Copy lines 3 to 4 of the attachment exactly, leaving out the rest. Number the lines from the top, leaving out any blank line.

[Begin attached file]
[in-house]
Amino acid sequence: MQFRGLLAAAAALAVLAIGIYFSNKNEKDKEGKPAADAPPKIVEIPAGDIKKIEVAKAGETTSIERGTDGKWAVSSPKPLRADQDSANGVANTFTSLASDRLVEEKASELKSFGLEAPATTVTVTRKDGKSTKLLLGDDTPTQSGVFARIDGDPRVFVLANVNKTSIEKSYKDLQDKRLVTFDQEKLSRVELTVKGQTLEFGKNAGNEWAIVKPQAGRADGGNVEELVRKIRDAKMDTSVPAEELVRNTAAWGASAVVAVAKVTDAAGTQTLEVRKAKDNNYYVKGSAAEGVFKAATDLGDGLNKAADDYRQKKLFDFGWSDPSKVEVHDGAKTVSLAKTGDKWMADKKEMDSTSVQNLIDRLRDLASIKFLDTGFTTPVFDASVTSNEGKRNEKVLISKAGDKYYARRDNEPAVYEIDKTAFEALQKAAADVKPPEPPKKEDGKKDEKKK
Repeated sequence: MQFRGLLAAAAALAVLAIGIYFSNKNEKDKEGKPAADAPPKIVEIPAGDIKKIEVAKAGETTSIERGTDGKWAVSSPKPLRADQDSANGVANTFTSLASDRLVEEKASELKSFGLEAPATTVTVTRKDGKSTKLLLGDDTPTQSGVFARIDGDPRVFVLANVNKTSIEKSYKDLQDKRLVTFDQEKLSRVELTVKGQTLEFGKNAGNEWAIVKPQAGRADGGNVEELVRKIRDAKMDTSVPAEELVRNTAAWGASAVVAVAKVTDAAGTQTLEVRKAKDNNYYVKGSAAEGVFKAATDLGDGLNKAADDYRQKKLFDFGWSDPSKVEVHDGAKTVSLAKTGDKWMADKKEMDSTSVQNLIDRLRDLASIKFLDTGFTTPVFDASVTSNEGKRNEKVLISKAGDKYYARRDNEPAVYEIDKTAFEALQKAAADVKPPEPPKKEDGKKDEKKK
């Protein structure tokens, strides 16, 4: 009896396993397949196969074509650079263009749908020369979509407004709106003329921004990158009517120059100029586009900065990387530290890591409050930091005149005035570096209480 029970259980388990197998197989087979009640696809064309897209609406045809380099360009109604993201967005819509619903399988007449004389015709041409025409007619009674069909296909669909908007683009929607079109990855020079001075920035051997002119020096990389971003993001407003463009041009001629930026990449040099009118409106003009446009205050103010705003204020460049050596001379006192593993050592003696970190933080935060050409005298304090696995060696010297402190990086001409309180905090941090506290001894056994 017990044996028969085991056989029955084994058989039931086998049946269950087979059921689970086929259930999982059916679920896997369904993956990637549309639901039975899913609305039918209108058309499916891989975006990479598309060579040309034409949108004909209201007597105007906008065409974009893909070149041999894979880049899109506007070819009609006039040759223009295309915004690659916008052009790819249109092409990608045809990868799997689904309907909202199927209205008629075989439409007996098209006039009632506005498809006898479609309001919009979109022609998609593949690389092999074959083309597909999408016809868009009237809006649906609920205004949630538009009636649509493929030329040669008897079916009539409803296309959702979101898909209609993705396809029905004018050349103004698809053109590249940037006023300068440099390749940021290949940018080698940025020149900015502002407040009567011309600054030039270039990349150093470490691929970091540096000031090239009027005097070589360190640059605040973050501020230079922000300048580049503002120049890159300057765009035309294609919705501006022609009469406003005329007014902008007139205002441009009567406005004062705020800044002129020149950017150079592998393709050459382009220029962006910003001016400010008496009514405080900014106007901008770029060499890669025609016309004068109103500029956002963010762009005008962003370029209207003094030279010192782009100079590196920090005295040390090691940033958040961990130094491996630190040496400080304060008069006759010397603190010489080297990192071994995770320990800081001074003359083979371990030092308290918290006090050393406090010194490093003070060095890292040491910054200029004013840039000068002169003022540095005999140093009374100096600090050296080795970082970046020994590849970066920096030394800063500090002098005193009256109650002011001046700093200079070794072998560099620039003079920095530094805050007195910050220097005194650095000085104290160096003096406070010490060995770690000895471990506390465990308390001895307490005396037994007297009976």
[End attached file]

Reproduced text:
Repeated sequence: MQFRGLLAAAAALAVLAIGIYFSNKNEKDKEGKPAADAPPKIVEIPAGDIKKIEVAKAGETTSIERGTDGKWAVSSPKPLRADQDSANGVANTFTSLASDRLVEEKASELKSFGLEAPATTVTVTRKDGKSTKLLLGDDTPTQSGVFARIDGDPRVFVLANVNKTSIEKSYKDLQDKRLVTFDQEKLSRVELTVKGQTLEFGKNAGNEWAIVKPQAGRADGGNVEELVRKIRDAKMDTSVPAEELVRNTAAWGASAVVAVAKVTDAAGTQTLEVRKAKDNNYYVKGSAAEGVFKAATDLGDGLNKAADDYRQKKLFDFGWSDPSKVEVHDGAKTVSLAKTGDKWMADKKEMDSTSVQNLIDRLRDLASIKFLDTGFTTPVFDASVTSNEGKRNEKVLISKAGDKYYARRDNEPAVYEIDKTAFEALQKAAADVKPPEPPKKEDGKKDEKKK
């Protein structure tokens, strides 16, 4: 009896396993397949196969074509650079263009749908020369979509407004709106003329921004990158009517120059100029586009900065990387530290890591409050930091005149005035570096209480 029970259980388990197998197989087979009640696809064309897209609406045809380099360009109604993201967005819509619903399988007449004389015709041409025409007619009674069909296909669909908007683009929607079109990855020079001075920035051997002119020096990389971003993001407003463009041009001629930026990449040099009118409106003009446009205050103010705003204020460049050596001379006192593993050592003696970190933080935060050409005298304090696995060696010297402190990086001409309180905090941090506290001894056994 017990044996028969085991056989029955084994058989039931086998049946269950087979059921689970086929259930999982059916679920896997369904993956990637549309639901039975899913609305039918209108058309499916891989975006990479598309060579040309034409949108004909209201007597105007906008065409974009893909070149041999894979880049899109506007070819009609006039040759223009295309915004690659916008052009790819249109092409990608045809990868799997689904309907909202199927209205008629075989439409007996098209006039009632506005498809006898479609309001919009979109022609998609593949690389092999074959083309597909999408016809868009009237809006649906609920205004949630538009009636649509493929030329040669008897079916009539409803296309959702979101898909209609993705396809029905004018050349103004698809053109590249940037006023300068440099390749940021290949940018080698940025020149900015502002407040009567011309600054030039270039990349150093470490691929970091540096000031090239009027005097070589360190640059605040973050501020230079922000300048580049503002120049890159300057765009035309294609919705501006022609009469406003005329007014902008007139205002441009009567406005004062705020800044002129020149950017150079592998393709050459382009220029962006910003001016400010008496009514405080900014106007901008770029060499890669025609016309004068109103500029956002963010762009005008962003370029209207003094030279010192782009100079590196920090005295040390090691940033958040961990130094491996630190040496400080304060008069006759010397603190010489080297990192071994995770320990800081001074003359083979371990030092308290918290006090050393406090010194490093003070060095890292040491910054200029004013840039000068002169003022540095005999140093009374100096600090050296080795970082970046020994590849970066920096030394800063500090002098005193009256109650002011001046700093200079070794072998560099620039003079920095530094805050007195910050220097005194650095000085104290160096003096406070010490060995770690000895471990506390465990308390001895307490005396037994007297009976």